What's the best vertical antenna for 2 meters?
There isn't any such thing as the "best" antenna. Or radio, microphone, band, or anything
else. There may be some that fit your needs and operating preferences better than some
I am probably looking to make my own and use something I can pull up into the tree and not a yagi.
Are J pole's, 5/8, isopoles, or anything else better than making a vertical dipole? Please share. If there's a site online that discusses the construction of what you're talking about, please share it as well.
Height makes far more difference than gain. The antenna you can get up highest is
probably going to work better than one you can't mount as high because it is heavier,
more awkward, etc.
For an omnidirectional antenna, gain is a function of overall radiator length (assuming the
antenna is properly designed. You can make it worse than that, but not better.) So any
antennas of about the same radiator length will have about the same gain. This means
there is little difference in practice between a ground plane, vertical dipole, or a J-pole,
as they are all basically half wave radiators. The ground plane on a coax connector
is simple to build, cheap, and works well. The biggest difference you will find among
these antennas is how well they decouple the feedline from the antenna: this is a
particular problem with a vertical dipole when the coax runs down along the lower
element (which is why a ground plane is preferred) but the J-pole is also prone to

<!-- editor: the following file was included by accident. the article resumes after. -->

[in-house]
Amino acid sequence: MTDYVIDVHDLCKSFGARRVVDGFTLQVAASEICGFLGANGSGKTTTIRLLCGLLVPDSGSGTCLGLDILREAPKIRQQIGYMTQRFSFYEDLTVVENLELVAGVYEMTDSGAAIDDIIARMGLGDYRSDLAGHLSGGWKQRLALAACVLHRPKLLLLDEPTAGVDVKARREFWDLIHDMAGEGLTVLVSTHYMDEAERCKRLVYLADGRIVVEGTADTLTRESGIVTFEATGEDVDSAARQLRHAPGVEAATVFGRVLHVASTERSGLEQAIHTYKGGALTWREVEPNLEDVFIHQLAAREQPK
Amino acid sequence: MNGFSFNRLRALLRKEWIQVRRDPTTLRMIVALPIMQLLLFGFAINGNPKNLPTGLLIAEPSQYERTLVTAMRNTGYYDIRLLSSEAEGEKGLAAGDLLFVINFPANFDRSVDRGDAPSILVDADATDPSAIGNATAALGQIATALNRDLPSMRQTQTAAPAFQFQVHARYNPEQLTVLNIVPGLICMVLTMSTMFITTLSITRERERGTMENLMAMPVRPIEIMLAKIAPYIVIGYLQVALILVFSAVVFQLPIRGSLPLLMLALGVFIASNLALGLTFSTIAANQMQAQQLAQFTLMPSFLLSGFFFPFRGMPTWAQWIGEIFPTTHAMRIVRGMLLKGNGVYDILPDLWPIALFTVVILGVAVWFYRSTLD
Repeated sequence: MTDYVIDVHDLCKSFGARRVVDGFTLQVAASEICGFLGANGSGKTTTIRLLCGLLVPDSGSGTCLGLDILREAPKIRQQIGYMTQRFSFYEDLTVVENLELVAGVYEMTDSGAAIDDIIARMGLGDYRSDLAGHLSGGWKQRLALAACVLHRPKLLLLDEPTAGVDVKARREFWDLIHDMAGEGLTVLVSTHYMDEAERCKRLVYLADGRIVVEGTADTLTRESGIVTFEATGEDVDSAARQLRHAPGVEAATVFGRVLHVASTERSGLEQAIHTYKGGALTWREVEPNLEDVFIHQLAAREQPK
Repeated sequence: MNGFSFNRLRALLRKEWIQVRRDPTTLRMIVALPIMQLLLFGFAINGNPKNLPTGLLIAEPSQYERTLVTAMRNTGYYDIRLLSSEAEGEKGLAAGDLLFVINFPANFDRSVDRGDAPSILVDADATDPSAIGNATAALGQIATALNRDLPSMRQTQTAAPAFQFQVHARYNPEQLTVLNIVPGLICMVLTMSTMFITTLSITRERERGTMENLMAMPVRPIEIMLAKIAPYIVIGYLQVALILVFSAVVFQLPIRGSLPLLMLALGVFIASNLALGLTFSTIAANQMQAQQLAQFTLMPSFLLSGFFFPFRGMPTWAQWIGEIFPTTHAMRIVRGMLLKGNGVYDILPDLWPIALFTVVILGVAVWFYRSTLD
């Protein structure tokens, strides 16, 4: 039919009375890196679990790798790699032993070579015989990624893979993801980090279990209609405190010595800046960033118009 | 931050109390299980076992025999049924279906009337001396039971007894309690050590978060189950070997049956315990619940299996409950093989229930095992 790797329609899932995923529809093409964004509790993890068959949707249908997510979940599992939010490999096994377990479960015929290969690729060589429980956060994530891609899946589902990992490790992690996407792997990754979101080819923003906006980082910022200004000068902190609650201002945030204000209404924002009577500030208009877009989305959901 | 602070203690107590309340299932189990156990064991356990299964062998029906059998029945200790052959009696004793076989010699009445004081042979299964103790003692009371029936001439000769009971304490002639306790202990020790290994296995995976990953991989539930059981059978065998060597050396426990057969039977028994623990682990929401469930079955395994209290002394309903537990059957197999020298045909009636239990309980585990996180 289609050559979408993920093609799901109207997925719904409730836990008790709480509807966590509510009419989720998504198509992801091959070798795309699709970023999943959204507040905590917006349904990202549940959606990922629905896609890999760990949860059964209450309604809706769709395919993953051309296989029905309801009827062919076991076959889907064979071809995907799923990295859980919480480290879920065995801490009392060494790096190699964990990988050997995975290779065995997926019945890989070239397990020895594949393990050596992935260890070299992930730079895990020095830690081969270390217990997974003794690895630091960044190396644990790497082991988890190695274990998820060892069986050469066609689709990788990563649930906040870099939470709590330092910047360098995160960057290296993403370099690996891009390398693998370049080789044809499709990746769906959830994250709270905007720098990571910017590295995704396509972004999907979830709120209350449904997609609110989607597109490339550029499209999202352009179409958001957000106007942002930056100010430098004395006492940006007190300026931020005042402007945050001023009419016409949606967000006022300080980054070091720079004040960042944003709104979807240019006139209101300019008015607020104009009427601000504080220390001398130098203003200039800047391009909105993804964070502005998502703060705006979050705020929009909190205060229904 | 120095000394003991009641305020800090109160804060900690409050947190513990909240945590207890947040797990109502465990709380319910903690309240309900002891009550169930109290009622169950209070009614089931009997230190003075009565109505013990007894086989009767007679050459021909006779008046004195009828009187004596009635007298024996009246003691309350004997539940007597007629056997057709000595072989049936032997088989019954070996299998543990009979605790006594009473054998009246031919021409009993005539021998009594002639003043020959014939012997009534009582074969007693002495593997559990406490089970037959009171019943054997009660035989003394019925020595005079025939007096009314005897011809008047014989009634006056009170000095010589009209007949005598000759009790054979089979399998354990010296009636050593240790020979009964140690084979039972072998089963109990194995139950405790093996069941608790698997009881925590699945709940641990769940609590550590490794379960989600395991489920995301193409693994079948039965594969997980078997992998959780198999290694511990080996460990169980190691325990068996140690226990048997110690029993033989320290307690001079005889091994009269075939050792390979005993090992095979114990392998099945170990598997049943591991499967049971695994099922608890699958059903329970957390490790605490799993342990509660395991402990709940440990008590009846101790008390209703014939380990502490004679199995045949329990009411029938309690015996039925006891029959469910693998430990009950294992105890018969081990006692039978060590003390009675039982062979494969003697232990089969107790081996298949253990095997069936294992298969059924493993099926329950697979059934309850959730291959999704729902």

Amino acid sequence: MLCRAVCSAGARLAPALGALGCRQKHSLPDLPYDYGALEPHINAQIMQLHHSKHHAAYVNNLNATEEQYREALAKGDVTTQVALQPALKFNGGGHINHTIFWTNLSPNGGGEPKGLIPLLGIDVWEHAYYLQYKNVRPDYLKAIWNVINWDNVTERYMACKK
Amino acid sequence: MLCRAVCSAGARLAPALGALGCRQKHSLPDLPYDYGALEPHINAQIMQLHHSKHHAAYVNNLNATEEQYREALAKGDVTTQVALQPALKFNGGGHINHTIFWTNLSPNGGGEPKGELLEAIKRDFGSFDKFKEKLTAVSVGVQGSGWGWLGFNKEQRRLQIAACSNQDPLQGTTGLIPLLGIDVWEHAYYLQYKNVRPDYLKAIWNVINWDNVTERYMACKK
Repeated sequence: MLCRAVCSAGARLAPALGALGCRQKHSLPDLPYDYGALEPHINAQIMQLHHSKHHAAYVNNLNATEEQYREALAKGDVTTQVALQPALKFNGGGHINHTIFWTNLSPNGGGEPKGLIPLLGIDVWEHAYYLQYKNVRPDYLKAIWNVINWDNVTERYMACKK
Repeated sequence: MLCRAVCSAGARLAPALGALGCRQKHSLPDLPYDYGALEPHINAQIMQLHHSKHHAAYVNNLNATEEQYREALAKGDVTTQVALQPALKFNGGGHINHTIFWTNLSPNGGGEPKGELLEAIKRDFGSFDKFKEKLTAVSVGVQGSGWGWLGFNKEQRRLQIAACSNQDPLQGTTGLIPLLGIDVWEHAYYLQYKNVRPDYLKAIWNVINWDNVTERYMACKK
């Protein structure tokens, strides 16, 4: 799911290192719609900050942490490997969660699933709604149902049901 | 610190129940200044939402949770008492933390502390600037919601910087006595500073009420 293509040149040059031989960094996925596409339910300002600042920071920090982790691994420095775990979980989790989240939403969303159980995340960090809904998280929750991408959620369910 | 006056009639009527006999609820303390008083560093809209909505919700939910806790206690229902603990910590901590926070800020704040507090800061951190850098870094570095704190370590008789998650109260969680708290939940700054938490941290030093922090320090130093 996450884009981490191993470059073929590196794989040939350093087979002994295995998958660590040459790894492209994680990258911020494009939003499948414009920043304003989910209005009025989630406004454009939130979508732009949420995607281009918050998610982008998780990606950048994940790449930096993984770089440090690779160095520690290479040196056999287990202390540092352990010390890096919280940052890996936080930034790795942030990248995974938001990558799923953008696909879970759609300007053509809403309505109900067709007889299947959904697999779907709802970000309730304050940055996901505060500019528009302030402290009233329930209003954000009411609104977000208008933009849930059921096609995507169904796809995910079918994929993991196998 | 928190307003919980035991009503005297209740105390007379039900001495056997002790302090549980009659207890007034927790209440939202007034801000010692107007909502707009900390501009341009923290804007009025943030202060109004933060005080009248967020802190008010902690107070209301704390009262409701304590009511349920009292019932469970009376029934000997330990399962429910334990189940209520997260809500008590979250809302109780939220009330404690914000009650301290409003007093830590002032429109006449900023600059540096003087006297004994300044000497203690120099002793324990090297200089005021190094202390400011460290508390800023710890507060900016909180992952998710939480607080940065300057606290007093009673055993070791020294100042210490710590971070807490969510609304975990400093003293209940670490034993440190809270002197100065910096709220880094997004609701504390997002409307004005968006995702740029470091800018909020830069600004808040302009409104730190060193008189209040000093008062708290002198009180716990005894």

this. The current flowing on the coax can partially cancel the radiation from the
antenna at the horizon and raise the angle of maximum radiation.
The IsoPole is a 2 x 5/8 wave design that will have about 3dB gain over a dipole. This
is similar to some of the "extended" J-poles, etc. that have about an 8' radiator. There
are several construction methods. Note that you can't use just a straight wire for the
radiator to get it to work at this length - you need some sort of phasing stub in the
I don't recommend going to any longer of a radiator, however, unless you can get it
very high in the air and ensure it is plumb, as it doesn't take much tilt to a 6dB omni to
where it is no better than a dipole in some directions.
On a separate note:
I am also in the process of testing a 5/8 wave versus a 1/4 wave antenna on the mobile and am not finding much difference most of the time. Sometimes I am even finding the 1/4 wave outperforms the 5/8 wave.
That's what most people find who compare them in practice. The top of the typical
vehicle (even a van) is nowhere near large enough for the 5/8 wave to achieve it's
advertised gain, an the longer whip is more prone to bending over at speed and
cross-polarizing the signals. By switching back and forth between two antennas
while driving through marginal coverage areas, I find that the 5/8 wave tends to
show a little gain over the 1/4 wave whip - perhaps the difference between 40%
copy and 60% copy. Most of that gain is due to the fact that the active radiator
is higher in the air.